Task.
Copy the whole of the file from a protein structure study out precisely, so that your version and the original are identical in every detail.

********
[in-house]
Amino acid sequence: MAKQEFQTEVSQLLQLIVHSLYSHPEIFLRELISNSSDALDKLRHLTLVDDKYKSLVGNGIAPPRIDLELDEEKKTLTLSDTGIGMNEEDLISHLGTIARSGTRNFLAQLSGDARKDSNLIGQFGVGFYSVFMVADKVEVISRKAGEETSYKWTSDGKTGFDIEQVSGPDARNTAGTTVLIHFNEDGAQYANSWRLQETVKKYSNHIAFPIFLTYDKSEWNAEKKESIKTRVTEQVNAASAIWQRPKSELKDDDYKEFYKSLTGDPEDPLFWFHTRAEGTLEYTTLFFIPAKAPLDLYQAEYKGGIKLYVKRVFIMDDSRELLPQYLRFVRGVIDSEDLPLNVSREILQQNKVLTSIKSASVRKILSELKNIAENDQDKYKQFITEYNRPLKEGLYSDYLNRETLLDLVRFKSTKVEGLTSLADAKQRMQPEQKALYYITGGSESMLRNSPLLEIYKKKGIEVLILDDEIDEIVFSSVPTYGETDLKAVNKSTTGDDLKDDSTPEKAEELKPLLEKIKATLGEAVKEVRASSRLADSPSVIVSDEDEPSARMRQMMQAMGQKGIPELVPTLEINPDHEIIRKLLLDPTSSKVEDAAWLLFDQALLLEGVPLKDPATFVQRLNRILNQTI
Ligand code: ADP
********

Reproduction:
[in-house]
Amino acid sequence: MAKQEFQTEVSQLLQLIVHSLYSHPEIFLRELISNSSDALDKLRHLTLVDDKYKSLVGNGIAPPRIDLELDEEKKTLTLSDTGIGMNEEDLISHLGTIARSGTRNFLAQLSGDARKDSNLIGQFGVGFYSVFMVADKVEVISRKAGEETSYKWTSDGKTGFDIEQVSGPDARNTAGTTVLIHFNEDGAQYANSWRLQETVKKYSNHIAFPIFLTYDKSEWNAEKKESIKTRVTEQVNAASAIWQRPKSELKDDDYKEFYKSLTGDPEDPLFWFHTRAEGTLEYTTLFFIPAKAPLDLYQAEYKGGIKLYVKRVFIMDDSRELLPQYLRFVRGVIDSEDLPLNVSREILQQNKVLTSIKSASVRKILSELKNIAENDQDKYKQFITEYNRPLKEGLYSDYLNRETLLDLVRFKSTKVEGLTSLADAKQRMQPEQKALYYITGGSESMLRNSPLLEIYKKKGIEVLILDDEIDEIVFSSVPTYGETDLKAVNKSTTGDDLKDDSTPEKAEELKPLLEKIKATLGEAVKEVRASSRLADSPSVIVSDEDEPSARMRQMMQAMGQKGIPELVPTLEINPDHEIIRKLLLDPTSSKVEDAAWLLFDQALLLEGVPLKDPATFVQRLNRILNQTI
Ligand code: ADP